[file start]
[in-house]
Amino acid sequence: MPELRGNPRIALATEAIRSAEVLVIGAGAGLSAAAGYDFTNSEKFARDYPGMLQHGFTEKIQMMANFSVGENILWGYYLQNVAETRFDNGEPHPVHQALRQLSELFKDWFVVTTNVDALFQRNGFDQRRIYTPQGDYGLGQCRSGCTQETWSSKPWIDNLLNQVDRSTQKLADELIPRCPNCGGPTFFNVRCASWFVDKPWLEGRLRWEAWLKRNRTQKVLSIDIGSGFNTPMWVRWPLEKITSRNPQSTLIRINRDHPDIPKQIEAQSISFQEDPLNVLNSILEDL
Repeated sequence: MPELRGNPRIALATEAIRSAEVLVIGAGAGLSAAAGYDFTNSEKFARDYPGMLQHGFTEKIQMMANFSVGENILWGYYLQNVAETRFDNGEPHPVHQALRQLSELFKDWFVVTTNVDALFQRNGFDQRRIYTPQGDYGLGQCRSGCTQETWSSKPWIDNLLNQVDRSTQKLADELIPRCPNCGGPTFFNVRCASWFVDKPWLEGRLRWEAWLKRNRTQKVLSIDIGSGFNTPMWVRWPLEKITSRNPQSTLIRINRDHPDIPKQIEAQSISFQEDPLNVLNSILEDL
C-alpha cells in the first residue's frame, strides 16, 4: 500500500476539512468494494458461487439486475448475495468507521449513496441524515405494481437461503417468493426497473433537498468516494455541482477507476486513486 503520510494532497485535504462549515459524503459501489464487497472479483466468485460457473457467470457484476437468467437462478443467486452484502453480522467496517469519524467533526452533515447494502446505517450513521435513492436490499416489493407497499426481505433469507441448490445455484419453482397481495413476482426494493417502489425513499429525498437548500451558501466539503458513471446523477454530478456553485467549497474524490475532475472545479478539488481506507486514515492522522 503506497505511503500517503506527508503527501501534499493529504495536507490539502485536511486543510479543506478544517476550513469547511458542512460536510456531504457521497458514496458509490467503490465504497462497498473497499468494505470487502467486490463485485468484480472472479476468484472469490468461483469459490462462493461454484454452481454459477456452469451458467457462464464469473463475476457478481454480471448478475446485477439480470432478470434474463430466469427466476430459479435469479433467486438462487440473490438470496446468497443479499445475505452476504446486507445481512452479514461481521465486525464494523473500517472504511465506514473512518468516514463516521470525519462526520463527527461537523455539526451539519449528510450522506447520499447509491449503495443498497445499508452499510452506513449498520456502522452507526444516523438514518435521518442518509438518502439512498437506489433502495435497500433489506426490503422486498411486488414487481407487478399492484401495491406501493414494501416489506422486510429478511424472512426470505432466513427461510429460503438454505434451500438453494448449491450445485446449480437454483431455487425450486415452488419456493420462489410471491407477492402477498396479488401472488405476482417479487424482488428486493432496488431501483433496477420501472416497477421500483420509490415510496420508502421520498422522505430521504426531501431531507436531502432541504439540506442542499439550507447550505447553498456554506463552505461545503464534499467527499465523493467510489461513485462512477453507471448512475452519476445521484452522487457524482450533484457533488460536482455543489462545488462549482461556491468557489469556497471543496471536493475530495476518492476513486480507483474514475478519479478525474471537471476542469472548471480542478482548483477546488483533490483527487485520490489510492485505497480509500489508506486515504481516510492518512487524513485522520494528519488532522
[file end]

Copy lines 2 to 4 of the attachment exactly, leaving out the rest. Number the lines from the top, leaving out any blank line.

Amino acid sequence: MPELRGNPRIALATEAIRSAEVLVIGAGAGLSAAAGYDFTNSEKFARDYPGMLQHGFTEKIQMMANFSVGENILWGYYLQNVAETRFDNGEPHPVHQALRQLSELFKDWFVVTTNVDALFQRNGFDQRRIYTPQGDYGLGQCRSGCTQETWSSKPWIDNLLNQVDRSTQKLADELIPRCPNCGGPTFFNVRCASWFVDKPWLEGRLRWEAWLKRNRTQKVLSIDIGSGFNTPMWVRWPLEKITSRNPQSTLIRINRDHPDIPKQIEAQSISFQEDPLNVLNSILEDL
Repeated sequence: MPELRGNPRIALATEAIRSAEVLVIGAGAGLSAAAGYDFTNSEKFARDYPGMLQHGFTEKIQMMANFSVGENILWGYYLQNVAETRFDNGEPHPVHQALRQLSELFKDWFVVTTNVDALFQRNGFDQRRIYTPQGDYGLGQCRSGCTQETWSSKPWIDNLLNQVDRSTQKLADELIPRCPNCGGPTFFNVRCASWFVDKPWLEGRLRWEAWLKRNRTQKVLSIDIGSGFNTPMWVRWPLEKITSRNPQSTLIRINRDHPDIPKQIEAQSISFQEDPLNVLNSILEDL
C-alpha cells in the first residue's frame, strides 16, 4: 500500500476539512468494494458461487439486475448475495468507521449513496441524515405494481437461503417468493426497473433537498468516494455541482477507476486513486 503520510494532497485535504462549515459524503459501489464487497472479483466468485460457473457467470457484476437468467437462478443467486452484502453480522467496517469519524467533526452533515447494502446505517450513521435513492436490499416489493407497499426481505433469507441448490445455484419453482397481495413476482426494493417502489425513499429525498437548500451558501466539503458513471446523477454530478456553485467549497474524490475532475472545479478539488481506507486514515492522522 503506497505511503500517503506527508503527501501534499493529504495536507490539502485536511486543510479543506478544517476550513469547511458542512460536510456531504457521497458514496458509490467503490465504497462497498473497499468494505470487502467486490463485485468484480472472479476468484472469490468461483469459490462462493461454484454452481454459477456452469451458467457462464464469473463475476457478481454480471448478475446485477439480470432478470434474463430466469427466476430459479435469479433467486438462487440473490438470496446468497443479499445475505452476504446486507445481512452479514461481521465486525464494523473500517472504511465506514473512518468516514463516521470525519462526520463527527461537523455539526451539519449528510450522506447520499447509491449503495443498497445499508452499510452506513449498520456502522452507526444516523438514518435521518442518509438518502439512498437506489433502495435497500433489506426490503422486498411486488414487481407487478399492484401495491406501493414494501416489506422486510429478511424472512426470505432466513427461510429460503438454505434451500438453494448449491450445485446449480437454483431455487425450486415452488419456493420462489410471491407477492402477498396479488401472488405476482417479487424482488428486493432496488431501483433496477420501472416497477421500483420509490415510496420508502421520498422522505430521504426531501431531507436531502432541504439540506442542499439550507447550505447553498456554506463552505461545503464534499467527499465523493467510489461513485462512477453507471448512475452519476445521484452522487457524482450533484457533488460536482455543489462545488462549482461556491468557489469556497471543496471536493475530495476518492476513486480507483474514475478519479478525474471537471476542469472548471480542478482548483477546488483533490483527487485520490489510492485505497480509500489508506486515504481516510492518512487524513485522520494528519488532522